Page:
As they traveled from hamlet to hamlet, his captors repeatedly protected him from angry mobs, who sought to attack him with sticks and rocks. Ellis wasn’t surprised by their hostility.
“We were bombing them every day,” Ellis said. “I completely understood.”
He got a close-up view of the terror they experienced during his grueling two-week journey north, witnessing U.S. jets fly in low and attack trucks parked along the road. Chunks of red-hot shrapnel landed near him. During one such attack, his guards pushed him into an underground bomb shelter topped with dirt. Deafening blasts roared above them.
The pretzel torture
On the way to Hanoi, Ellis was interrogated, threatened and beaten. At a prison in Vinh, a guard jammed his rifle barrel against Ellis’ head and chambered a round.
A few months after he arrived at the Hoa Lo Prison — nicknamed the Hanoi Hilton — his captors ordered him to fill out a three-page biographical questionnaire. He refused and was ordered to remain for hours in a stress position with his knees on the ground and his arms raised in the air. He held that pose for as long as he could until it was too painful. He started shaking and fell over. His guards beat him until he got back into position.
“It made me feel worthless because I couldn’t beat them,” he said. “I wasn’t strong enough to beat them. I should be able to do this. Well, nobody could beat them.”
When Ellis and the other POWs refused to bow, their guards closed the air vents to their cell, where the temperature would reach 100 degrees Fahrenheit. The sweltering conditions caused them to suffer from heat rash and boils.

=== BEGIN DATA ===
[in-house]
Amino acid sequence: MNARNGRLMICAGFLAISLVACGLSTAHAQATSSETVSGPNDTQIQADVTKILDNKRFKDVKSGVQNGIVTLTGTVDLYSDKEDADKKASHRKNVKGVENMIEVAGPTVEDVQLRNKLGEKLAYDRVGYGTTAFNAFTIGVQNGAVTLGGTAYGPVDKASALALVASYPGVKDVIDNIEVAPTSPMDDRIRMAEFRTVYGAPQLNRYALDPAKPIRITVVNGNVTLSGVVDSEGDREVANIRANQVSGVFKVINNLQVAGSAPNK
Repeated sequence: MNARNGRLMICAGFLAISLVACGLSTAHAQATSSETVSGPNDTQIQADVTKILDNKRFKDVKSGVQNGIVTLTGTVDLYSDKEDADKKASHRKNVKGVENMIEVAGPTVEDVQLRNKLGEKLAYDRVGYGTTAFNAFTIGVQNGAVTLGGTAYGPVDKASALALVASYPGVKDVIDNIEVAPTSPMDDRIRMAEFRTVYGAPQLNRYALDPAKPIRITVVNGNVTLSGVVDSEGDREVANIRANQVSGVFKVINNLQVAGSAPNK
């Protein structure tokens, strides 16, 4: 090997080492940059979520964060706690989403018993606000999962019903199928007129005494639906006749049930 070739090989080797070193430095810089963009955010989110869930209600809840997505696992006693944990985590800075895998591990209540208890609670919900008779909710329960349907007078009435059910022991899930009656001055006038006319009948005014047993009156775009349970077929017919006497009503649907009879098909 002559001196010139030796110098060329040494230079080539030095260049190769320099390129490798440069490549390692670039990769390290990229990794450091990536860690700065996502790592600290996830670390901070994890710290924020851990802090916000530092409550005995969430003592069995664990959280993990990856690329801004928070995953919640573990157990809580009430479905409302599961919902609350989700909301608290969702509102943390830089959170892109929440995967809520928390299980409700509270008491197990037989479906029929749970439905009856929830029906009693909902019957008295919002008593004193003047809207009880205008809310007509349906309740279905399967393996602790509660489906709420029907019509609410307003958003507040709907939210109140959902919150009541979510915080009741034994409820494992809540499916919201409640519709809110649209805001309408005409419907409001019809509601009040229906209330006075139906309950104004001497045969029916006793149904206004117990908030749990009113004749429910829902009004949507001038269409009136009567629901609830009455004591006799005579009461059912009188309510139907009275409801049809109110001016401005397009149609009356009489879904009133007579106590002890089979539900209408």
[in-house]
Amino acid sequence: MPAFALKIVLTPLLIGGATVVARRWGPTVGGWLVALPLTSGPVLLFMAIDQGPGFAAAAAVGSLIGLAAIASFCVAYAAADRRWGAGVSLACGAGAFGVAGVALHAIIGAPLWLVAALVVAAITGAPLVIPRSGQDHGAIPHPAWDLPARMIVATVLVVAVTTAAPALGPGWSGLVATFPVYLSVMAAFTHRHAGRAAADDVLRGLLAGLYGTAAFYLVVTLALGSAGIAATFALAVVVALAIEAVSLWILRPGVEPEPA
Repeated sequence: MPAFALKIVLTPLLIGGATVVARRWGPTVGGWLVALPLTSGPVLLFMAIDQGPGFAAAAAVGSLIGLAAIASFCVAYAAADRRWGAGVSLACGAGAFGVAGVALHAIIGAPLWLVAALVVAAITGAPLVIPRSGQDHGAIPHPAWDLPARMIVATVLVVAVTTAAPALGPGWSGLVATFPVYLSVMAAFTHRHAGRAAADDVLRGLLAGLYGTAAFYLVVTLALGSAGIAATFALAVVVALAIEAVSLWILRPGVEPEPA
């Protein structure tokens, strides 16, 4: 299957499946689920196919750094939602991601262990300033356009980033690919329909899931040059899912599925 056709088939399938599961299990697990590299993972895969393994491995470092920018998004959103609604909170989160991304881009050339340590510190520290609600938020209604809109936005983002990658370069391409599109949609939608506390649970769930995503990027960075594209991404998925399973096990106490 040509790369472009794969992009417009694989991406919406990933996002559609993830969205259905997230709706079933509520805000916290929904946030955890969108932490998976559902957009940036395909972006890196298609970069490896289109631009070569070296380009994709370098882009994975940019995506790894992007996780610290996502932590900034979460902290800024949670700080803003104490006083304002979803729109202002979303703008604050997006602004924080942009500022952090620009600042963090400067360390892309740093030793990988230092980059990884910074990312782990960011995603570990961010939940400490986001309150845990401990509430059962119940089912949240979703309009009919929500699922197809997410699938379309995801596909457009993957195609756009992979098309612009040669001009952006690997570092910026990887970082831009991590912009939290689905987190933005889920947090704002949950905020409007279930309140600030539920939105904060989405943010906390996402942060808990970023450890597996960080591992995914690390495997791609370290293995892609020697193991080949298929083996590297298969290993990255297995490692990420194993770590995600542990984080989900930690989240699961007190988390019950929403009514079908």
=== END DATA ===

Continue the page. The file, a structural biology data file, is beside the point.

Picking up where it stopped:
The worst treatment, Ellis said, was reserved for higher-ranking American officers. Some endured the brutal “pretzel” torture: Their legs were bound and their arms were tied behind them. Then the guards pressed their knees into the POWs’ backs and pushed their arms up over their heads.
Ellis was moved to a prison camp west of Hanoi called Son Tay. In November of 1970, U.S. Green Berets were sent on a daring mission to rescue the Americans held there. It was too late. The captors had moved the prisoners. But the raid prompted the North Vietnamese to consolidate many of the POWs at the Hanoi Hilton.
That allowed them to spend more time together in larger groups and in bigger cells, where they could commiserate and heal, Ellis said. Using broken bricks like chalk, they taught each other physics, calculus, history and poetry. Ellis saw the older American officers there as wise and courageous mentors. The time he spent with them helped him better understand himself and become more humble and authentic.
Peace talks had stalled in 1972. So President Richard Nixon ordered a massive bombing campaign against military targets in North Vietnam in December of that year. As part of Operation Linebacker II, American B-52s dropped more than 15,000 tons of bombs. The North Vietnamese government reported many people were killed or injured. Ellis saw fear in the eyes of his captors during the punishing attack. The bombings, he said, “forced them to turn us loose.”
The two sides signed a peace agreement in Paris on Jan. 27, 1973, leading to the POWs’ release. On March 14 of that year, Ellis, his aircraft commander, Ken Fisher, McCain and others boarded a flight out of Hanoi.
Ellis and McCain occupied neighboring cells at the Hanoi Hilton for 18 months. But they did not actually meet until later, when Ellis encountered the future U.S. senator and presidential candidate limping around a different Hanoi prison camp nicknamed the Plantation.
Initially during their flight to freedom, Ellis said, they remained calm and quiet. But when the aircraft commander announced they were over the ocean, and therefore out of enemy range, they giddily screamed and stomped. Ellis smoked a cigar and hugged the nurses on board.